Marvin: The Cash Box chart reveals only what people actually laid "money down" for. You are correct about "Overnight Sensation," but not about IWBWY because it went Top 10 on Cash Box. Its lower Billboard ranking shows that the airplay it received did not match its true popularity. Same goes for "Let's Pretend," which hit #35 Billboard but reached #18 on Cash Box. When you consider that Billboard also uses sales as part of its criteria, then that tells us that radio airplay for that song must have been very scarce indeed for there to have been that much of a difference in chart rankings.

As for Raspberries singles, "Drivin' Around" & IYCYM "shoudabeen hits." EC singles: "Last Night" and "Someday," which was good enough that I considered "She Did It" to be a double-sided hit!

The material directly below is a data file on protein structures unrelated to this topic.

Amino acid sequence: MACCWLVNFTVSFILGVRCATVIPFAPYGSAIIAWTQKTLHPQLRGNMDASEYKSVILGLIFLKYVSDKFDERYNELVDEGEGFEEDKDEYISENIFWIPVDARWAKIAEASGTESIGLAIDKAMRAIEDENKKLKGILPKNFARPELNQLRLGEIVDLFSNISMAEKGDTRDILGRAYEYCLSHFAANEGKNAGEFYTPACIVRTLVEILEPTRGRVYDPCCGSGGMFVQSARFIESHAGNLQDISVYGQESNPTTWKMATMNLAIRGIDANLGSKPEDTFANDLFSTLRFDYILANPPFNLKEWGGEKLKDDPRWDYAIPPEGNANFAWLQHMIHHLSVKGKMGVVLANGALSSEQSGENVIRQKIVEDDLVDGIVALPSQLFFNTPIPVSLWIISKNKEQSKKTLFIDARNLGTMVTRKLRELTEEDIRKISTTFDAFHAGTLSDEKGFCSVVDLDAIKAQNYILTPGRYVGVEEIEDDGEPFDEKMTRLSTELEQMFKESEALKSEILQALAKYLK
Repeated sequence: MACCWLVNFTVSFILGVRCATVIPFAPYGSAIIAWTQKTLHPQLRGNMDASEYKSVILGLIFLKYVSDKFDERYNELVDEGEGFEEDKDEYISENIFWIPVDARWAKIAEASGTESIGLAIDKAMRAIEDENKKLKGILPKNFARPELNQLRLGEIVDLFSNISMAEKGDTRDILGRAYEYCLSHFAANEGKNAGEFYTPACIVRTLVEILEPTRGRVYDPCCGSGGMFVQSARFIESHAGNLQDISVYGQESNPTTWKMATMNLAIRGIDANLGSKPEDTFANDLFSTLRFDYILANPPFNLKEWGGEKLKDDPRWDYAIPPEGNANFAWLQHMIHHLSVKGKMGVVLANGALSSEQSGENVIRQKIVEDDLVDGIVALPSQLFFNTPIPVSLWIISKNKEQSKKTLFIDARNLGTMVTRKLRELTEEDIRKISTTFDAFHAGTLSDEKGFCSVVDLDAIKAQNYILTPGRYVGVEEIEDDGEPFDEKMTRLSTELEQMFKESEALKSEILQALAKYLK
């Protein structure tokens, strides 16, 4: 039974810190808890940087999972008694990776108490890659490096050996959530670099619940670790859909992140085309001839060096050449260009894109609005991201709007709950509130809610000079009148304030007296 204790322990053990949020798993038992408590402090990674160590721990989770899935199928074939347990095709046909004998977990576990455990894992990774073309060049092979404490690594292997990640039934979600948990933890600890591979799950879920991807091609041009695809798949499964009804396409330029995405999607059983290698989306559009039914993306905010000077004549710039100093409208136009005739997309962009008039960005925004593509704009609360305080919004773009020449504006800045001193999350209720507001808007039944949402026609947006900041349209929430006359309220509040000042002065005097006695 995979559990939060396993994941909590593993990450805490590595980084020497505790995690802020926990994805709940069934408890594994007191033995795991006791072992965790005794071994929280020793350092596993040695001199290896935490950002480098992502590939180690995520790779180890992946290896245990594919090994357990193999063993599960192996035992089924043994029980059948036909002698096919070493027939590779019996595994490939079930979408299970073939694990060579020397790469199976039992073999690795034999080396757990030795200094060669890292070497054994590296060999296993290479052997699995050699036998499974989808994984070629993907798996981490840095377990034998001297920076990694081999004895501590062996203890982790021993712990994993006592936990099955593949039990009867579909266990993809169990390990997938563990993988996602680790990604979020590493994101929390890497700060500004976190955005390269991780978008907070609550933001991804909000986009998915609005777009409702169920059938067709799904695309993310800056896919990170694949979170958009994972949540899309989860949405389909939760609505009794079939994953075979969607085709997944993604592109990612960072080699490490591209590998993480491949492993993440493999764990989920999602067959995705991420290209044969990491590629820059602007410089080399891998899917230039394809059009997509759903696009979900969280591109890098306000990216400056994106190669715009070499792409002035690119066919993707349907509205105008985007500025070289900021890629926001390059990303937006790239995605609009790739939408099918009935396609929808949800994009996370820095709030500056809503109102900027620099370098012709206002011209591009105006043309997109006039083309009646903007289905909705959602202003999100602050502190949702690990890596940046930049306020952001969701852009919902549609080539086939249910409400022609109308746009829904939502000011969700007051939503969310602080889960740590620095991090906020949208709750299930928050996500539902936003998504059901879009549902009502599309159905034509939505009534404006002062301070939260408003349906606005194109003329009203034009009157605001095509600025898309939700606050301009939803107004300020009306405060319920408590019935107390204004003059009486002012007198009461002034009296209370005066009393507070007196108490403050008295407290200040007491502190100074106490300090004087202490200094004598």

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LC: Songs that missed the Top 40 do not always end up as "Lost Pop Hits." Both Journey & REO Speedwagon had songs that charted low but which have been immortalized and are considered classic rock hits today: Songs like "Roll With the Changes," "Time For Me to Fly," "Lights," and "Wheel in the Sky," which are still commonly played even on Classic Hits stations. Other examples which missed the Top 40 are "At Last" by Emma James (#47), the Beatles' "All My Loving" (#45), Elton John's "Tiny Dancer" (#41), Cheap Trick's "Surrender" (#62), David Bowie's "Changes" (#41) and still other songs which never even charted at all such as "Stairway to Heaven," "Under My Thumb" by the Rolling Stones, "More Than a Woman" by the Bee Gees, "Isn't She Lovely" by Stevie Wonder, and many more. I have a long list of them if anyone wants it. The Cars had the bad luck of having 3 songs stall out at #41!